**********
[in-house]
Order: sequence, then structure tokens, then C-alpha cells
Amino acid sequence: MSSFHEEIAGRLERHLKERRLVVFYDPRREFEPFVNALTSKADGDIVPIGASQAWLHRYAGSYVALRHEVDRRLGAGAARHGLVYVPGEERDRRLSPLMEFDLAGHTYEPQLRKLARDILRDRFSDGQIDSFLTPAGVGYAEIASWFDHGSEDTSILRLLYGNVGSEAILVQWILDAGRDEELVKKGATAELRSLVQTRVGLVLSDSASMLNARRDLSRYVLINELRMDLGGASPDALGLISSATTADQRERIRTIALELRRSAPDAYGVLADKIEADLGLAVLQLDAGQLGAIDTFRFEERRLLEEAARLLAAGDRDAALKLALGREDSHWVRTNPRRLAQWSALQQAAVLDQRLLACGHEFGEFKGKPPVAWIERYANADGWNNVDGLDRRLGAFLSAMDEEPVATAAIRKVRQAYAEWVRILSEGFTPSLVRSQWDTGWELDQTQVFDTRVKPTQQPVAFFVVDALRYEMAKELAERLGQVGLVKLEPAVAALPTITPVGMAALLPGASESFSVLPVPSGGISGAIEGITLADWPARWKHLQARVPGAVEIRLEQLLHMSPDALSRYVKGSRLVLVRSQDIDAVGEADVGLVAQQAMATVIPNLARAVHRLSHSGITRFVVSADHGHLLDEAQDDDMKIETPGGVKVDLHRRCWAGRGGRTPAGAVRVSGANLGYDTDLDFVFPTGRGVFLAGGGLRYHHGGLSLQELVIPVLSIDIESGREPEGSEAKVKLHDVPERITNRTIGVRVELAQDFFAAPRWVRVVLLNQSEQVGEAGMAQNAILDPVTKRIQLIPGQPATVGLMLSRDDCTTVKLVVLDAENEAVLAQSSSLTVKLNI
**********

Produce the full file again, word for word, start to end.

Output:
[in-house]
Order: sequence, then structure tokens, then C-alpha cells
Amino acid sequence: MSSFHEEIAGRLERHLKERRLVVFYDPRREFEPFVNALTSKADGDIVPIGASQAWLHRYAGSYVALRHEVDRRLGAGAARHGLVYVPGEERDRRLSPLMEFDLAGHTYEPQLRKLARDILRDRFSDGQIDSFLTPAGVGYAEIASWFDHGSEDTSILRLLYGNVGSEAILVQWILDAGRDEELVKKGATAELRSLVQTRVGLVLSDSASMLNARRDLSRYVLINELRMDLGGASPDALGLISSATTADQRERIRTIALELRRSAPDAYGVLADKIEADLGLAVLQLDAGQLGAIDTFRFEERRLLEEAARLLAAGDRDAALKLALGREDSHWVRTNPRRLAQWSALQQAAVLDQRLLACGHEFGEFKGKPPVAWIERYANADGWNNVDGLDRRLGAFLSAMDEEPVATAAIRKVRQAYAEWVRILSEGFTPSLVRSQWDTGWELDQTQVFDTRVKPTQQPVAFFVVDALRYEMAKELAERLGQVGLVKLEPAVAALPTITPVGMAALLPGASESFSVLPVPSGGISGAIEGITLADWPARWKHLQARVPGAVEIRLEQLLHMSPDALSRYVKGSRLVLVRSQDIDAVGEADVGLVAQQAMATVIPNLARAVHRLSHSGITRFVVSADHGHLLDEAQDDDMKIETPGGVKVDLHRRCWAGRGGRTPAGAVRVSGANLGYDTDLDFVFPTGRGVFLAGGGLRYHHGGLSLQELVIPVLSIDIESGREPEGSEAKVKLHDVPERITNRTIGVRVELAQDFFAAPRWVRVVLLNQSEQVGEAGMAQNAILDPVTKRIQLIPGQPATVGLMLSRDDCTTVKLVVLDAENEAVLAQSSSLTVKLNI